April 6, 2020 / Gallery and Bookstore

AIA Baltimore Spring 2020 Reading List

Enjoy a curated list of favorites from our Outreach and Education Manager, Zevi Thomas.

The Organization of Hope: Communities Planning Themselves

(SUNY series in Urban Public Policy)

By: Howell S. Baum

Analyzes the future of urban communities and presents models for community planning, taking into account different classes, ethnicities, and cultures.

Baum offers a provocative and refreshing approach to the topic of community. He combines the study of a place community and a cultural community, identifying unexpected commonalities, while recasting familiar and often stereotypical differences in a more complex fashion. His narrative redescribes familiar relationships in ways that introduce new questions and new opportunities for purposeful planned action.” ― Charles Hoch, College of Urban Planning and Public Affairs, University of Illinois at Chicago. (342 pages)


Planning for Community Resilience: A Handbook for Reducing Vulnerability to Disasters 3rd None ed. Edition

By: Jaimie Hicks Masterson  (Author), Walter Gillis Peacock (Author), Shannon S. Van Zandt (Author), Himanshu Grover (Author), Lori Feild Schwarz (Author)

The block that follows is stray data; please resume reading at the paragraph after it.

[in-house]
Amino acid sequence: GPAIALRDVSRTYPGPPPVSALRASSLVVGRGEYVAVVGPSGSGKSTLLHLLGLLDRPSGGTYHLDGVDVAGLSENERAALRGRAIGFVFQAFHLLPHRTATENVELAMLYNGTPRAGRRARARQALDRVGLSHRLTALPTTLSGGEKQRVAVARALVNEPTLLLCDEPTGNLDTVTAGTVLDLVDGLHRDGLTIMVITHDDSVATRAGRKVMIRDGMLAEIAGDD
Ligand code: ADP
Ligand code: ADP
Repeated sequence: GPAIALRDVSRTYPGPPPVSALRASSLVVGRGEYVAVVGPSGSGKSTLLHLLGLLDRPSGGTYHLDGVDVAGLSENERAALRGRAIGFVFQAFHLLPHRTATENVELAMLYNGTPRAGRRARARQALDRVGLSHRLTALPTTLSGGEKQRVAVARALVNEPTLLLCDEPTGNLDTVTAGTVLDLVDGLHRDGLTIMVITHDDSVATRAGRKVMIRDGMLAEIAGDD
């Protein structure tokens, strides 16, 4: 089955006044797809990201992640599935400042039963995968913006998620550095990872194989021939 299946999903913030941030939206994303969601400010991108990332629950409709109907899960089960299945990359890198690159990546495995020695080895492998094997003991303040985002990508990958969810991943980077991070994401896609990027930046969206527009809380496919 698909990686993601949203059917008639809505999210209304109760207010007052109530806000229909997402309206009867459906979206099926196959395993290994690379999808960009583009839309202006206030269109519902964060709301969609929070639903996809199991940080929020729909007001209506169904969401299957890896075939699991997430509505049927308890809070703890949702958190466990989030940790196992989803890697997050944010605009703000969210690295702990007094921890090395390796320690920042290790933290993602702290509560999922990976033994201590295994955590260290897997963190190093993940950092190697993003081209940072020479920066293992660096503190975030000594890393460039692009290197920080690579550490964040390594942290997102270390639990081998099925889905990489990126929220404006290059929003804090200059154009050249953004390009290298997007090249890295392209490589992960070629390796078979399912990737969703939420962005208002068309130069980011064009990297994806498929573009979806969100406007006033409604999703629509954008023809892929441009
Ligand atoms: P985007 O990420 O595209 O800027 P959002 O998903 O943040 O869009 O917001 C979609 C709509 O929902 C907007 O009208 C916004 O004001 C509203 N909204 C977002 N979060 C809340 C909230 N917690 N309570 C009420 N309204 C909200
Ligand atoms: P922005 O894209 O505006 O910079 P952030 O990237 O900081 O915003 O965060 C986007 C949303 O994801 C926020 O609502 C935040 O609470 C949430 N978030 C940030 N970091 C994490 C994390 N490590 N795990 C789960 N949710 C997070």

In Planning for Community Resilience the authors describe an inclusive process for creating disaster-resilient communities. Based on their recovery work after Hurricane Ike in Galveston, Texas, they developed a process that relies on the Disaster Impacts Model. This handbook guides any community through the process of determining their level of hazard exposure, physical vulnerability, and social vulnerability with the goal of determining the best planning strategy.

Planning for Community Resilience will be invaluable to professionals working to protect their community from disturbance, including city planners, elected officials, floodplain managers, natural hazard managers, planning commissioners, local business leaders, and citizen organizers. (256 pages)


e-topia 1st Edition

By: William J. Mitchell

The global digital network is not just a delivery system for email, Web pages, and digital television. It is a whole new urban infrastructure–one that will change the forms of our cities as dramatically as railroads, highways, electric power supply, and telephone networks did in the past. Mitchell argues that we must extend the definitions of architecture and urban design to encompass virtual places as well as physical ones, and interconnection by means of telecommunication links as well as by pedestrian circulation and mechanized transportation systems. He proposes strategies for the creation of cities that not only will be sustainable but will make economic, social, and cultural sense in an electronically interconnected and global world. The new settlement patterns of the twenty-first century will be characterized by live/work dwellings, 24-hour pedestrian-scale neighborhoods rich in social relationships, and vigorous local community life, complemented by far-flung configurations of electronic meeting places and decentralized production, marketing, and distribution systems. (192 pages)